CARBONDALE — The new climate economy offers many opportunities for Southern Illinois citizens to start businesses and bring a diverse array of jobs to the region, said Carbondale resident and business owner Any McMorrow Hunter. 

That includes ventures in regenerative agriculture, biochar and soil restoration, carbon credits, recycling, efficiency retrofitting, wind and solar energy production and many more, she said.

That’s why she’s among the sponsors of a two-day conference next month during which people can hear from experts about new ways to participate in the nation’s emerging new energy sector.

“The Climate Economy in Southern Illinois — Creating Resilient Businesses, Jobs and Communities” runs from 8:30 a.m. to 4:30 p.m. on June 12 and 13 at the Carbondale Civic Center.

McMorrow Hunter is the owner of a startup business called LLC, a web platform that showcases Southern Illinois products and services. McMorrow Hunter said the mission of her business, as well as her personal mission, is to increase community resilience in the face of climate change. That requires economic diversity, and the nimbleness to rebound from disaster, she said.

Speakers representing a broad range of expertise will discuss opportunities specific to Southern Illinois, considering both its advantages and challenges.

Scheduled keynote speakers for the first day of the workshop are Seth Feaster, a data analyst and researcher with the Institute for Energy Economics and Financial Analysis; John Ikerd, professor emeritus of Agricultural & Applied Economics at the University of Missouri and an author; and Albert Bates, founder and president of Global Village Institute for Appropriate Technology and co-author of the book “BURN: Using Fire to Cool the Earth.”

Numerous other regional and national experts will serve on various panels throughout the day focused on energy, economic development and innovation.

The second day of the event offers participants a Biochar Masterclass led by Bates. Biochar is a form of charcoal made from organic waste exposed to heat in low-oxygen environments, a process known as pyrolysis. Bates will teach participants how to make biochar and discuss its potential benefits, which include soil regeneration and carbon sequestration.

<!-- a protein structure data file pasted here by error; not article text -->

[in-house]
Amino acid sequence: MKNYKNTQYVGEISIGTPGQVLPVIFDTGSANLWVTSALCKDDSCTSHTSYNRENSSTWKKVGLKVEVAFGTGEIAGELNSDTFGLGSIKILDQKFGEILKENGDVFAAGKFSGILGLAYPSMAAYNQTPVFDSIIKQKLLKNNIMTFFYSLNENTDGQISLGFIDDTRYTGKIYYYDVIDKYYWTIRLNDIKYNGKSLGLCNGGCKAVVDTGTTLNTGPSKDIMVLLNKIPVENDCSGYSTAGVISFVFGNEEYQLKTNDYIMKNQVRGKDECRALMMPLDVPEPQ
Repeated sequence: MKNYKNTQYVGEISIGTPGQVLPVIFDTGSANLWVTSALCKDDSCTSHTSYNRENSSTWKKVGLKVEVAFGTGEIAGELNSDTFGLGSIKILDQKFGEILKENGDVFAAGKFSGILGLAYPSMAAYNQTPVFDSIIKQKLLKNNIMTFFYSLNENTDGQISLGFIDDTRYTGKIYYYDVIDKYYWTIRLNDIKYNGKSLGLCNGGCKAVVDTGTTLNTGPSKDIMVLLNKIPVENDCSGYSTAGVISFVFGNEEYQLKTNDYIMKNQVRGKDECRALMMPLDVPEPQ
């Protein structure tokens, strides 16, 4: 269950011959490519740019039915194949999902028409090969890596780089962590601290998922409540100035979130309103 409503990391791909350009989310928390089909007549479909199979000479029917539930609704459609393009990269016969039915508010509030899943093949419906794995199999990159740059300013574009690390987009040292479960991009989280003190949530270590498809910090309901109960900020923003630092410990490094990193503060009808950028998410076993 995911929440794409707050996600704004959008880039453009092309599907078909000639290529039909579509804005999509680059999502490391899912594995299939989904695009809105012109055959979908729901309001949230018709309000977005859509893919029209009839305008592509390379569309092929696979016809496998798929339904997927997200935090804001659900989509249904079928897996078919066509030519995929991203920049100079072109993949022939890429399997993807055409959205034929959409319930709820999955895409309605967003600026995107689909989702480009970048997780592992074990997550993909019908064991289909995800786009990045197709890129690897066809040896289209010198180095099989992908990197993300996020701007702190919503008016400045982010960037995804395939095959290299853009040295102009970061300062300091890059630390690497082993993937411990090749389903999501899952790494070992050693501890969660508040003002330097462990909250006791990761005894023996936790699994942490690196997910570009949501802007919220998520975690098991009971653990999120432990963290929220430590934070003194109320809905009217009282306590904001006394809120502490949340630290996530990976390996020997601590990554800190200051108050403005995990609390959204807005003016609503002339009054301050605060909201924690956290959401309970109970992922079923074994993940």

McMorrow Hunter said she’s excited about the possibilities on the horizon.  

“We want to build up a new economy that’s based on these things that are going to be more regenerative and nurturing and good for the environment,” she said.

Feaster, with the Institute for Energy Economics and Financial Analysis, provided The Southern a glimpse of the topics he plans to address in his morning keynote address on Wednesday, June 12.

“One of the things that I will probably be trying to emphasize here is this transition is bigger than just the coal industry trying to restructure itself,” he said in a phone interview last week. “There are important outside economic factors that are driving these changes … and it’s unlikely that it’s going to turn around and miraculously you’re going to have a resurgence in coal, despite what some people think is going to happen.”

Feaster said that he understands that people whose communities have benefited many years from the country’s dependence on coal-fired power are reluctant to accept this. But he said it’s important that city and state planners understand the forces at work in the energy sector so that they can prepare for the future.

The Cleveland, Ohio-based Institute for Energy Economics and Financial Analysis conducts research and analyses on financial and economic issues related to energy and the environment. Before joining the organization, Feaster, whose educational background is in geography, spent 25 years as a graphics editor with the New York Times. He also spent a year working for the Federal Reserve Bank of New York and has contributed to books about the financial crisis of the 2000s.

Feaster said there are seven primary technology disruptions that are reshaping the power industry. On the generation side, those include advances in energy efficiencies, the increasing affordability of renewable energy production, and the fracking boom, which has driven down natural gas prices. 

On the grid side, Feaster said the major changes include that operators are better positioned to integrate wind and solar sources, and there have been major advances in battery storage technology. Also, he said there is more grid independence with businesses and governments generating their own power through renewable sources such as the installation of solar panels.

Long-term planning is critical at the state and local level to prepare for the shift that will accompany the nation’s changing energy sector, he said. Feaster said he’s not diminishing the economic hurt that some communities are experiencing because of these changes, but hopes to provide information that will help people take advantage of the new opportunities that are emerging from it.

The June event is sponsored by the Just Transition Fund, LLC and The Climate Economy. The Just Transition Fund was established in 2015 by the Rockefeller Family Fund and partners in response to President Obama’s POWER Initiative, which provided the first-ever federal funding to help communities impacted by the changing coal economy and power sector. The Climate Economy is a nonprofit organization in the works to help guide students and entrepreneurs towards the new business models of the climate economy. McMorrow Hunter, owner of, is also the prospective director of the nonprofit.

Attendance at the first day of the conference is free. The second-day workshop costs $25. Lunch will be provided free of charge both days to attendees who register in advance. People who are interested can view the agenda and register at


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